Friday, March 30, 2007

Good comments, folks

Great discussion yesterday on the tornado coverage. I think we got good arguments from all sides. One thing I was wondering about: If the local stations are going to be serious about covering the towns out on the plains (or at least the severe weather out on the plains), shouldn't they hire some stringers out there, or station a reporter a little closer to the action?

Holly is like 200 miles away from here -- it's barely in the same state. I understand why we're all interested in it -- there's absolutely nothing between here and there so we're the closest major city. But the plains get tornados pretty regularly and if the TV stations are going to cover them, it seems like it would behoove them to have somebody with a camera out where the storms are happening.

Thursday, March 29, 2007

Tell me what you think about KRDO last night

OK, on the one hand, the Holly tornado turned into a pretty big story, so KRDO ought to get a nod for staying with it. On the other hand, they didn't have a reporter on the scene and they didn't have much information and they kept reporting fatalities when there weren't any (props to KKTV for getting the story straight), so big demerits for screwing up "Lost" instead of sticking with a crawl and a few break-ins.

I mean, an hour and a half solid of Matt Meister talking about weather maps? I'm pretty supportive of local news when they decide to take risks, but KRDO didn't have their ducks in a row to back up that committment.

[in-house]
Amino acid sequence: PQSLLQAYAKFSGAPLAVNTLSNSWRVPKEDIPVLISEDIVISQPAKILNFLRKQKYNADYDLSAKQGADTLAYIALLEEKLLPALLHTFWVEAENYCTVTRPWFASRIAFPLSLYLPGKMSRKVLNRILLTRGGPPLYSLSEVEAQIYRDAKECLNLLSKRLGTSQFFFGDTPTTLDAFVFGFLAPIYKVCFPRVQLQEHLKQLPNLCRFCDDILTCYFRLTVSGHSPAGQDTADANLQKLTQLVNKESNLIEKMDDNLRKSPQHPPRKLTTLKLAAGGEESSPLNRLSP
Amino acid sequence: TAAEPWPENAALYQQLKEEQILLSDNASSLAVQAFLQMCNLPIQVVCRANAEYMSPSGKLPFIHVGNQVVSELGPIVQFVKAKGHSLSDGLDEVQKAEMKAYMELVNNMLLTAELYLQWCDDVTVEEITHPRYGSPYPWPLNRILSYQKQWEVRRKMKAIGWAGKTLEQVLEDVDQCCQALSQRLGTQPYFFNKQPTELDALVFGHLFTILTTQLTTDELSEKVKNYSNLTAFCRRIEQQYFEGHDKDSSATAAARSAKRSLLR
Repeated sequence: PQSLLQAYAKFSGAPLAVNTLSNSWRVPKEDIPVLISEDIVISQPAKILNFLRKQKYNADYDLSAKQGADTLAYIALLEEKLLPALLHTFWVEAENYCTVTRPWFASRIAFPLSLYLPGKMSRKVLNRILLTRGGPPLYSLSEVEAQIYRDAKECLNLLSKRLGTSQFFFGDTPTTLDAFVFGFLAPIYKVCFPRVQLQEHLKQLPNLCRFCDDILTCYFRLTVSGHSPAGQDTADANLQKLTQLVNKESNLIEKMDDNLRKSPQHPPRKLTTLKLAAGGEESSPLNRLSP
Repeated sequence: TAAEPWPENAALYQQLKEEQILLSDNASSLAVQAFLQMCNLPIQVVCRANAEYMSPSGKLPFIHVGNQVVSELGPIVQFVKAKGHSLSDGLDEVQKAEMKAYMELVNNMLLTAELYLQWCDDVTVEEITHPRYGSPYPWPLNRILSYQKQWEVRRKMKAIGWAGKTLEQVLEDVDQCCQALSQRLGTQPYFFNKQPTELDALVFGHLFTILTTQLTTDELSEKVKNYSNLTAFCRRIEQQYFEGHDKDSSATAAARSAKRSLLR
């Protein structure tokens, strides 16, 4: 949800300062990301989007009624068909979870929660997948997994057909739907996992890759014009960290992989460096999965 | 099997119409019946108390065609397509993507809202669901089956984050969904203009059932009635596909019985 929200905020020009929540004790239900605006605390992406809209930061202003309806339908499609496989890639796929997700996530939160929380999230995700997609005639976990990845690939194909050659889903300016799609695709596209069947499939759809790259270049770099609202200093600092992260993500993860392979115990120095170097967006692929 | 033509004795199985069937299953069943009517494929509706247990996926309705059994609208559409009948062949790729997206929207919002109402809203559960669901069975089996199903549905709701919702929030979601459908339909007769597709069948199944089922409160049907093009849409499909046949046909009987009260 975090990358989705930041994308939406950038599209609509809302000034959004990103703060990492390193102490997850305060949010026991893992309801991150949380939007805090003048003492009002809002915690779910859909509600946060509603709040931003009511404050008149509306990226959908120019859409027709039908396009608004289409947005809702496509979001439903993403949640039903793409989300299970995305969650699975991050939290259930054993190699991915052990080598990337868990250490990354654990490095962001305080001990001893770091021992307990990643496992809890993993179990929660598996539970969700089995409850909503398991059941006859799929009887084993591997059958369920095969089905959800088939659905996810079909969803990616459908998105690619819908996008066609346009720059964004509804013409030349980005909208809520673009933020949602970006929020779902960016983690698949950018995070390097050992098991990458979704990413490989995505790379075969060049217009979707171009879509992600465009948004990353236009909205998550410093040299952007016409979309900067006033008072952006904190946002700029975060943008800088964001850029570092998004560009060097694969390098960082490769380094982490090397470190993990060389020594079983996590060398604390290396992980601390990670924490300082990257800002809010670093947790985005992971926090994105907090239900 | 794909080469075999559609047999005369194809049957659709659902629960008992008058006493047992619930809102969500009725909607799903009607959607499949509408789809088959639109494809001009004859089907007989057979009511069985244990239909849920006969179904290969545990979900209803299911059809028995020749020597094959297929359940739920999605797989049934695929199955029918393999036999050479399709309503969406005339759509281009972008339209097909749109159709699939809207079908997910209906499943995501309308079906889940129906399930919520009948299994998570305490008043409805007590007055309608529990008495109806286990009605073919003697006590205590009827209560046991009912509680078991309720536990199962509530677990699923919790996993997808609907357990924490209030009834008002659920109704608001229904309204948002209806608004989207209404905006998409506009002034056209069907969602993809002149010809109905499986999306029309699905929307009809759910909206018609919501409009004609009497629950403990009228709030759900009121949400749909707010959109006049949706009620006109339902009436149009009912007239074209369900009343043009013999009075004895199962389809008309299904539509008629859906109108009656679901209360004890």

KKTV broke in at 9 when it was clear how bad things were in Holly and they kept a crawl going. That seemed like the best way to handle things to me. KOAA, on the other hand, went too light, with no break-ins that I saw and no crawl after about 8:30.

What do you think?

Worst "Lost" ever?

Admittedly, we all missed 15 minutes or so with KRDO going weather-crazy, but even so, I'm pretty confident saying that "Lost" blew big, hard chunks. So they introduced these two characters in a totally unbelievable way so that they could kill them off (presumably) in an equally unbelievable way that had nothing to do with the larger plot. What an utter waste.

Under other circumstances, the Hitchockian death scene might have been sort of chilling (assuming Vincent or somebody doesn't dig them back up in two weeks), but really it just underlined what a waste the whole thing was.

BTW, it was funny seeing Kelly MacMullan this morning telling people they could get the whole episode on the ABC Web site. I'm guessing they got a couple of calls.

Not so sly

That was just about the perfect "American Idol" results show: The three singers you expected to be in the bottom three were in the bottom three (Sanjaya is in his own category, so he doesn't count). Phil, who did the best job, got to sit down and then Chris, who did the worst job, was sent home. Perfect. Boring, but perfect.

Monday, March 26, 2007

Commence drooling... now

In the mail today: The first two episodes of the final "Sopranos." No, I haven't watched yet. I may not for a couple of days, just to drive all the fans at the office who want to borrow the DVD cuh-razy. I can be mean like that.
UPDATE: I guess David Chase and company wanted to eeeeease us back into things. The first episode is sloooooooooooooooow. So very sloooooooooow. Charitably, you could describe it as setting up future action. Things get rolling in the second one, although there's still as many mobsters dying of old age as there are of bullets.
Speaking of HBO, last night's "Rome" finale was tremendous. That episode covered like eight years or something of real history (it's been awhile since Prof. Ferrell's Roman History 303), but it delivered, I think, one of the best final episodes in TV history. If you don't have HBO or didn't pick up on this series, definitely catch it on DVD.